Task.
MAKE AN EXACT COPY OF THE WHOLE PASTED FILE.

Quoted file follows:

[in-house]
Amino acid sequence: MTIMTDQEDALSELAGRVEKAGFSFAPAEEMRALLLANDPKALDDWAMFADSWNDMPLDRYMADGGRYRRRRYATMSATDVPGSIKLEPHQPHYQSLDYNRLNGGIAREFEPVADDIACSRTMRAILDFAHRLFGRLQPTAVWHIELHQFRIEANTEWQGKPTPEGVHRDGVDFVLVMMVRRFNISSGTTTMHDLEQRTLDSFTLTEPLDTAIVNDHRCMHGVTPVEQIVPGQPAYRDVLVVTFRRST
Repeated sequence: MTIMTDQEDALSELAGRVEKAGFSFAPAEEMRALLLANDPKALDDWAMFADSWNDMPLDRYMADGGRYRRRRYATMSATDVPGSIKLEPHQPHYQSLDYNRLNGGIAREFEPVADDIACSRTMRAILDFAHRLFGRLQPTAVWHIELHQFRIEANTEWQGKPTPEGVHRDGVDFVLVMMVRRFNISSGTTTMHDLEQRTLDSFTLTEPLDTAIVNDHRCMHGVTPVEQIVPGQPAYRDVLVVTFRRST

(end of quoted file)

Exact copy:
[in-house]
Amino acid sequence: MTIMTDQEDALSELAGRVEKAGFSFAPAEEMRALLLANDPKALDDWAMFADSWNDMPLDRYMADGGRYRRRRYATMSATDVPGSIKLEPHQPHYQSLDYNRLNGGIAREFEPVADDIACSRTMRAILDFAHRLFGRLQPTAVWHIELHQFRIEANTEWQGKPTPEGVHRDGVDFVLVMMVRRFNISSGTTTMHDLEQRTLDSFTLTEPLDTAIVNDHRCMHGVTPVEQIVPGQPAYRDVLVVTFRRST
Repeated sequence: MTIMTDQEDALSELAGRVEKAGFSFAPAEEMRALLLANDPKALDDWAMFADSWNDMPLDRYMADGGRYRRRRYATMSATDVPGSIKLEPHQPHYQSLDYNRLNGGIAREFEPVADDIACSRTMRAILDFAHRLFGRLQPTAVWHIELHQFRIEANTEWQGKPTPEGVHRDGVDFVLVMMVRRFNISSGTTTMHDLEQRTLDSFTLTEPLDTAIVNDHRCMHGVTPVEQIVPGQPAYRDVLVVTFRRST